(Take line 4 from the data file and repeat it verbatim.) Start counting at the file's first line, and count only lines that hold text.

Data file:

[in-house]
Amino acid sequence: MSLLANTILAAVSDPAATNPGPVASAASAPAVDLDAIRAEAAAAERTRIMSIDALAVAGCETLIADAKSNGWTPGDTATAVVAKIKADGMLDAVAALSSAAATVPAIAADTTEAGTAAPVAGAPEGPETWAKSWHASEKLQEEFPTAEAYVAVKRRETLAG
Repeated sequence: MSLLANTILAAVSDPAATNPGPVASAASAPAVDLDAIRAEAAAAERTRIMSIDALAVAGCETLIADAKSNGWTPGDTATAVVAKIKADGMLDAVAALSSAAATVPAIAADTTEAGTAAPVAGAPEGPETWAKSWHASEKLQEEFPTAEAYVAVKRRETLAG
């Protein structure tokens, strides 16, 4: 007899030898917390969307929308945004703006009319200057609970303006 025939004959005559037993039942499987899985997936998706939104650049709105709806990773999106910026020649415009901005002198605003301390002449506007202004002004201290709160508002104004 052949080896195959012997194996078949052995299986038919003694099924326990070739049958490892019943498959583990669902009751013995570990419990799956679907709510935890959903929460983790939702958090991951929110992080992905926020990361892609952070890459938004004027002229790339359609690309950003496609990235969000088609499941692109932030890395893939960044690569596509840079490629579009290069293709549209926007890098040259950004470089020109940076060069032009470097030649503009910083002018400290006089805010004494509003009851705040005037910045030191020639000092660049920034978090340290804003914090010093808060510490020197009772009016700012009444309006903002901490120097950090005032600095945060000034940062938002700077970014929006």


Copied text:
């Protein structure tokens, strides 16, 4: 007899030898917390969307929308945004703006009319200057609970303006 025939004959005559037993039942499987899985997936998706939104650049709105709806990773999106910026020649415009901005002198605003301390002449506007202004002004201290709160508002104004 052949080896195959012997194996078949052995299986038919003694099924326990070739049958490892019943498959583990669902009751013995570990419990799956679907709510935890959903929460983790939702958090991951929110992080992905926020990361892609952070890459938004004027002229790339359609690309950003496609990235969000088609499941692109932030890395893939960044690569596509840079490629579009290069293709549209926007890098040259950004470089020109940076060069032009470097030649503009910083002018400290006089805010004494509003009851705040005037910045030191020639000092660049920034978090340290804003914090010093808060510490020197009772009016700012009444309006903002901490120097950090005032600095945060000034940062938002700077970014929006």